On Sunday, 10th March, we were held spellbound by a rather unusual duo consisting of Sarah-Jane Dale (Soprano) and Andrew Keeping (Classical Guitar). Generally I avoid giving old-established words new meanings or using nouns as adjectives, but this was certainly a fun concert.

Much of the fun came from the material but the artists also contributed greatly as they explored the popular culture of many nations. It was a complex web that was unravelled - the web of folk song.

The term folk song is applied to music that has been evolved from rudimentary beginnings by a community uninfluenced by art music but also to "music which has originated with an individual composer and has been absorbed into the unwritten, living tradition of a community. It is the fashioning and refashioning of the music by the community that gives it its folk character". Serious composers have frequently raided the great treasure-houses of folk song for inspiration for their music. There they have found all the grand human themes, often expressed with pathos or wit, which are part of the lives of ordinary people, especially those who have worked with their hands in the countryside.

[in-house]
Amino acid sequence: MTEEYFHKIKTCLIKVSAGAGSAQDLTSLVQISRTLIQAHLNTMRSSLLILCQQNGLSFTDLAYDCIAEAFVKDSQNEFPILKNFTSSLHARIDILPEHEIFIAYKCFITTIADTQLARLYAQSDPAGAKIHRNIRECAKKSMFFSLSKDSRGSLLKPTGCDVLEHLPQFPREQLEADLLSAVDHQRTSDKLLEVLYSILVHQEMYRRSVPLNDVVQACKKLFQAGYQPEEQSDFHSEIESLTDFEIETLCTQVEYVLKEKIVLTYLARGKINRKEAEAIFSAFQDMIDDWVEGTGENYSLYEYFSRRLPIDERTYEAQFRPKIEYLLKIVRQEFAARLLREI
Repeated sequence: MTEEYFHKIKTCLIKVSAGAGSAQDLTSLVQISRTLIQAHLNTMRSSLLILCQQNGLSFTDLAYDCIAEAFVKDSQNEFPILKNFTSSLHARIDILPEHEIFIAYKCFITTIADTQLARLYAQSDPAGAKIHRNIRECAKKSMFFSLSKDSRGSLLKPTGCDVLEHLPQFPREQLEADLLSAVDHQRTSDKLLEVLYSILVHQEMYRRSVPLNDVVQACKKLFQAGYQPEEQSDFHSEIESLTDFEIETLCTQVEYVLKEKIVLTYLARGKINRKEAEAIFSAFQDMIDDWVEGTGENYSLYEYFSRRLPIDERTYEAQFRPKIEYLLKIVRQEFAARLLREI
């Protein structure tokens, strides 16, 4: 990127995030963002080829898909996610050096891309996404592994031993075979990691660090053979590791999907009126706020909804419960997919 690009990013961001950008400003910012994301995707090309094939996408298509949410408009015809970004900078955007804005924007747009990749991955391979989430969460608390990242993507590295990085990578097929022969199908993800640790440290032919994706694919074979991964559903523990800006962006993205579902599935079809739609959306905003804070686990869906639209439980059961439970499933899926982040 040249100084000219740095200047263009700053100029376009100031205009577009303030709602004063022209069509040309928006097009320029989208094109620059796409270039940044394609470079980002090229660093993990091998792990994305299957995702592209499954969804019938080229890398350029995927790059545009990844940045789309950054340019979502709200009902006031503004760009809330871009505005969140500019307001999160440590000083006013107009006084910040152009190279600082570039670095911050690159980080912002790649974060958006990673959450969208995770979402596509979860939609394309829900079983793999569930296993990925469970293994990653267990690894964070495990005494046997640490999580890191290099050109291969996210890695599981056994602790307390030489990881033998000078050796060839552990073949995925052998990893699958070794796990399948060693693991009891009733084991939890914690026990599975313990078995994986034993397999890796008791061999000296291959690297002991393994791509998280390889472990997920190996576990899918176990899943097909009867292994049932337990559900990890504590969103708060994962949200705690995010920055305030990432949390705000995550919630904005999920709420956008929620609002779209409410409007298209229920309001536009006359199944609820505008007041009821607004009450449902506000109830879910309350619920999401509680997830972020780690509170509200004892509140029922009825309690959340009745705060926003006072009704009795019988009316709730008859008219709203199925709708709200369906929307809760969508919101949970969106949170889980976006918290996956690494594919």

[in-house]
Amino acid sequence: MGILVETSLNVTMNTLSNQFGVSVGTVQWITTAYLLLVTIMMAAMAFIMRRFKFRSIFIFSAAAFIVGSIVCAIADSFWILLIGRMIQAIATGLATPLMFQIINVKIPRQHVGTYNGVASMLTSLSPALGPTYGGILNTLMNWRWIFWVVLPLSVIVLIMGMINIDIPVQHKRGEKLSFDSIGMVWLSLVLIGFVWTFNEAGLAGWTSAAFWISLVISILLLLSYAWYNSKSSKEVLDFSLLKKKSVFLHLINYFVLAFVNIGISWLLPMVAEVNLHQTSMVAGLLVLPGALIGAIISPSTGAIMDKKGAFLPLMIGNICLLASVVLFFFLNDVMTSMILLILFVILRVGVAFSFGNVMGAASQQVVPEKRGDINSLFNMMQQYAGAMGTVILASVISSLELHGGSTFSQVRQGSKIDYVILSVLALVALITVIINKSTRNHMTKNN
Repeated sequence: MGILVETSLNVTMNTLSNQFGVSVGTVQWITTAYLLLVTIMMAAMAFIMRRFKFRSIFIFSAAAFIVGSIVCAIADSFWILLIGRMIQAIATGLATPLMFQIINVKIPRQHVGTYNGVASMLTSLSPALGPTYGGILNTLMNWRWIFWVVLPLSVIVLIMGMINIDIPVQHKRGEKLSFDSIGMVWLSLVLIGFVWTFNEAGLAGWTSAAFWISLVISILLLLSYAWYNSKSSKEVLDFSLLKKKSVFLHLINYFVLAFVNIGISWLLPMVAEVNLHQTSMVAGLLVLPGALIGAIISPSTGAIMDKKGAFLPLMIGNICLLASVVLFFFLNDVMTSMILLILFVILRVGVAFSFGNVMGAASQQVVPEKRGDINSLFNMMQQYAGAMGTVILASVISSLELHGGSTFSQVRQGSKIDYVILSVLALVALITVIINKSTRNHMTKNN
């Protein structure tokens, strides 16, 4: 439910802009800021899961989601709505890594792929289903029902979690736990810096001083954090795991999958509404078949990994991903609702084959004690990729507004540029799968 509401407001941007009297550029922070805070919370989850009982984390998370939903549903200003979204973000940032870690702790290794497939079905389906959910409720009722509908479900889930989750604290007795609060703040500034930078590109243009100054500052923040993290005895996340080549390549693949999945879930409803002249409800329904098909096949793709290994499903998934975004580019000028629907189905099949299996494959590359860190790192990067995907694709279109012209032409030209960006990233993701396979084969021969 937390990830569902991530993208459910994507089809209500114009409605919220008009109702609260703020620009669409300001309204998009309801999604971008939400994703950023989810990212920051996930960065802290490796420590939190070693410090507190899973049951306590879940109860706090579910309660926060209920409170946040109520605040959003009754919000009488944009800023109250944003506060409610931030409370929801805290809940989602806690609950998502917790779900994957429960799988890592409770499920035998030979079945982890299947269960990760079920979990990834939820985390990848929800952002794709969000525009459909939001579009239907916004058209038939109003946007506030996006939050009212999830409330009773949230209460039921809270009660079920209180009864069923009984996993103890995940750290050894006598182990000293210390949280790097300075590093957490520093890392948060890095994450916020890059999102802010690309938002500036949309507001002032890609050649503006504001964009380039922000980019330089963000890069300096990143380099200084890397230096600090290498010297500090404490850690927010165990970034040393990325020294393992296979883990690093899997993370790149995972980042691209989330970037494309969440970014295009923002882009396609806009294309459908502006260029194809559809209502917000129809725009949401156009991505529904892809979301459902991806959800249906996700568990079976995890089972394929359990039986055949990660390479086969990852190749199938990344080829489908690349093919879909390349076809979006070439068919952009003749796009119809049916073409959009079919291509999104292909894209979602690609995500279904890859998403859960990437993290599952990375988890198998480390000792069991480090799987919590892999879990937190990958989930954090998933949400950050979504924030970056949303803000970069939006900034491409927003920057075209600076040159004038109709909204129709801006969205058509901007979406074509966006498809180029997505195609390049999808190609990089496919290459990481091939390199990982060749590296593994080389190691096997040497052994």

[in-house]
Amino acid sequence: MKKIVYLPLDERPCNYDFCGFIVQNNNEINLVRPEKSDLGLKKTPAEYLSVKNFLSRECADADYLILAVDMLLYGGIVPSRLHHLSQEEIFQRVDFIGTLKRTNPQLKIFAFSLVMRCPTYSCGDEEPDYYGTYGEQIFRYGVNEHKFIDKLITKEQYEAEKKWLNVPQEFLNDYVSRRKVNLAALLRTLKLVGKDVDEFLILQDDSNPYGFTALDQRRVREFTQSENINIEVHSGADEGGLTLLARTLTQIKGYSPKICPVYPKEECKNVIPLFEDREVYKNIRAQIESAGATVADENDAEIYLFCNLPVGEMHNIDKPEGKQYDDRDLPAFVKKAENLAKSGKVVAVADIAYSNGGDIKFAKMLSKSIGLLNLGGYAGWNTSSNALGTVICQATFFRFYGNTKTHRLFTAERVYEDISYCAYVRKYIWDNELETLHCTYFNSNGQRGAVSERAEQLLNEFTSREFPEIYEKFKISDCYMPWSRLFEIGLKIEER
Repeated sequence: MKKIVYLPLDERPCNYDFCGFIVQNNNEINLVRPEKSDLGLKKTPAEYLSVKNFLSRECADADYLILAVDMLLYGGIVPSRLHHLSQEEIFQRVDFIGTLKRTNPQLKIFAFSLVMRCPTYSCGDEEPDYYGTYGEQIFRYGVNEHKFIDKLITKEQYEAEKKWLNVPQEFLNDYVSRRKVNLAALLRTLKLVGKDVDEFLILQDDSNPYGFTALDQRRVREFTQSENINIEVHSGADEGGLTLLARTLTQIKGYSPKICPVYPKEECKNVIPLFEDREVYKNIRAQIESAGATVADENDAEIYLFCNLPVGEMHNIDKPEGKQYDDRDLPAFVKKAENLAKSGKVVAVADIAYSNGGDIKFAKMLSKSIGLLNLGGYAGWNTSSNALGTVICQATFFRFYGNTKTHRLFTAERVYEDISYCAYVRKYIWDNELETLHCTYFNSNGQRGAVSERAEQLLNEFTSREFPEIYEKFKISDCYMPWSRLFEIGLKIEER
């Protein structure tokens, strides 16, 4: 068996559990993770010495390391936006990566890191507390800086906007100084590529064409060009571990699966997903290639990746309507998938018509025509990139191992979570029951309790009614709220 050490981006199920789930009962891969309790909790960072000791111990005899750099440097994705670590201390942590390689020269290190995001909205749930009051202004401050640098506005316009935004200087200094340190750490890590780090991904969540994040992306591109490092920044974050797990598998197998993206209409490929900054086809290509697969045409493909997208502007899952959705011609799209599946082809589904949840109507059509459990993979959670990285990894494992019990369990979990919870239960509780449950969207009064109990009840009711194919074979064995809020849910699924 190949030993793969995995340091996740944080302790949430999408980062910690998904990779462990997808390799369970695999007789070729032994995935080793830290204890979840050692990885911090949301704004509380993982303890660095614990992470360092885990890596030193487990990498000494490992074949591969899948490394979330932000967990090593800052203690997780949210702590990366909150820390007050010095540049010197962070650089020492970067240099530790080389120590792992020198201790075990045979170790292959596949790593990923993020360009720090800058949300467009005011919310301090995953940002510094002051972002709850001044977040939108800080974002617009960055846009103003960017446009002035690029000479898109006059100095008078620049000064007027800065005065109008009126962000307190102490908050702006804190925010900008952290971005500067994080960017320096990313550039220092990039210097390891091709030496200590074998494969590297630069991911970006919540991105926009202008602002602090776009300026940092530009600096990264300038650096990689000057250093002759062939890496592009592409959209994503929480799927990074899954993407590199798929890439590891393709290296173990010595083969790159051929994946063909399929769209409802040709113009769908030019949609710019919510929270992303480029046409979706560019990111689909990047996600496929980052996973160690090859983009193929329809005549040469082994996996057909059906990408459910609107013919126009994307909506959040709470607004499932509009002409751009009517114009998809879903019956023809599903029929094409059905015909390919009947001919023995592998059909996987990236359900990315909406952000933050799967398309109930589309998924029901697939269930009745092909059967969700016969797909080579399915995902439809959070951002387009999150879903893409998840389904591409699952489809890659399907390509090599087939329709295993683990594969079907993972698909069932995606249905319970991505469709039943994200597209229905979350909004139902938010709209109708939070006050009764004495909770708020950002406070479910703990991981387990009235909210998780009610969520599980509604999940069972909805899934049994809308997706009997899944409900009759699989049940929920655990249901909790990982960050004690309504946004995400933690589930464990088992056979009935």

The programme on the 10th March acknowledged this relation between the anonymous and the professional musician. Indeed most peasant music would have been lost had not professionals, almost too late, collected it and preserved much of it from extinction. Thus Sarah-Jane Dale and Andrew Keeping's programme had recollections and arrangements from Benjamin Britten, Matyas Seiber, Manuel de Falla, and Villa-Lobos among others. The Guitar brought Mediterranean warmth and fire to this music and the artists themselves brought the audience into their lives by recounting the influences that had shaped their enthusiasms and careers. As she sang, Sarah-Jane Pale's voice and delivery expressed the emotions aroused by the stories she was unfolding and the power and economy which characterizes so much of this music. In this she was ably accompanied by Andrew Keeping. Many of the folk settings were, in fact, his work and it was clear that both artists enjoyed their programme as much as the audience. On a cold, wet winter's day they were happy to share the sunshine and warmth of this delightful music.

David Shavreen.

The next concert of the 2002 Season will be given at 3.30 p.m. on Sunday, 12th May, in the Chiswick Catholic Centre by the Fiorini Piano Trio. They are all Australian artists and will perform an all-Australian programme with works by Andrew Schultz, Rohan Stevenson, Peter Sculthorpe and Chiswick-resident John Carmichael.

More details about Blenheim Concerts